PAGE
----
“Far be it from me to not believe, even when my eyes can’t see — this mountain that’s in front of me will be thrown into the midst of the sea. So let go, my soul, and trust in Him — the waves and wind still know His name.” (Bethel Music, It is Well)
“Take the old prophets as your mentors. They put up with anything, went through everything, and never once quit, all the time honoring God. … God cares, cares right down to the last detail.” (James 5:11 MSG, partial)
I’ve got some free time to write this afternoon, because I’m sitting at a McDonald’s in a small Georgia town I didn’t know existed, waving lazy flies away and waiting for a ride to deliver me back to Atlanta.
A few hours ago, I was careening down to Georgia in my pea-green Subaru Outback (which, in retrospect, was beautiful and wonderful and should have been pampered and appreciated). Somewhere in the middle of nowhere, said Subaru started emitting an oh-god-what-is-that chunking sound, flashed every warning light possible on the dash, and swiftly, agreeably guided me to an all-out stop on the shoulder of I-85.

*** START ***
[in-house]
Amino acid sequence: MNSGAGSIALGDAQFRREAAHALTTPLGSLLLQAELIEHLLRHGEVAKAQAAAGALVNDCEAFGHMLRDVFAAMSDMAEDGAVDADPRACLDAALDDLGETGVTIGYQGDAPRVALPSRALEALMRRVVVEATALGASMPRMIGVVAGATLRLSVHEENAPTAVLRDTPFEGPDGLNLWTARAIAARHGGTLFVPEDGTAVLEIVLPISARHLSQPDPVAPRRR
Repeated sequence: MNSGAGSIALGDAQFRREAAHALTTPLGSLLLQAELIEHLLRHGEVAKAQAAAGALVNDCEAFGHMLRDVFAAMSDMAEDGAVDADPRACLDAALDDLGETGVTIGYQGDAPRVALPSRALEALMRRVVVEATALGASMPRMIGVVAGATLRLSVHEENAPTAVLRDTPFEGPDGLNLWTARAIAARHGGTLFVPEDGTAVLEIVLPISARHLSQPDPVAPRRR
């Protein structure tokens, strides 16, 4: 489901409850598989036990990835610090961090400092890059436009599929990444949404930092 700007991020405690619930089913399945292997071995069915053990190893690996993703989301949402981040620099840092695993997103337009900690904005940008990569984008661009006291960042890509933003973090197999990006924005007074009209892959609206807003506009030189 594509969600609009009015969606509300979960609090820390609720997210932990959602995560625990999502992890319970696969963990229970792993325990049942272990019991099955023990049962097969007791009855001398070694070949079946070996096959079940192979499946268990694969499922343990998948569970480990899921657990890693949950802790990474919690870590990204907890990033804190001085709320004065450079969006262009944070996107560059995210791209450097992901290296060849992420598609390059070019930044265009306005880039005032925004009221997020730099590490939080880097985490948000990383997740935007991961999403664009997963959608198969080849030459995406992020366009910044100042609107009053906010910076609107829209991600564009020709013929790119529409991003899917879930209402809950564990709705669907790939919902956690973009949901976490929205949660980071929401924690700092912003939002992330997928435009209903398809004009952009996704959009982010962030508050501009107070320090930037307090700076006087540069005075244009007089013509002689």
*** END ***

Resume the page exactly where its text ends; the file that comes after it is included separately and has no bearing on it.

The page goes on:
One sweltering wait, two truck rides, and one whistle-stop McDonald’s later, I’m still not sure what’s wrong with my car…but the driver of the aforementioned tow truck mumbled extensively under his breath about shot transmissions, so I’ve got a quaking, healthy fear about what happens next.
Prior to that, this was the kind of weekend that made it uncommonly easy to recognize and roll and revel in God’s goodness. I spent two days in beautiful western North Carolina with my best friend, having long indulgent talks over vegan food and walking the streets of Asheville, which are blissfully clogged, this time of year, with cheerful pedestrians and dusty bookstores and leaves that are absolutely incandescent.
I believe God wants to hear our praise when we’re riding down twisting mountain roads and eating pumpkin ice cream and drinking blueberry punch. But the real time for praise, my heart can’t seem to stop believing, is when you’re sitting by the side of the road soaked in sweat, calling friends and Googling bus passes.
God’s goodness shows up as I’m wiping sweat and dirt out of my eyes, wondering if the car is totally shot and if I need a new one and, if so, what sky that money’s going to fall from.
It also shows up when I look toward the immediate future and my stomach twists, when I make the mistake of Googling “radiation symptoms,” when I convince myself I can feel black tumor creeping back into my brain, ready to be discovered at my January scan.
God is in this stuff. He’s of it, not outside of it.
God, may I be flooded with gratitude for dirty roadsides and creaking cars and MRIs, and may I see the grace in every moment.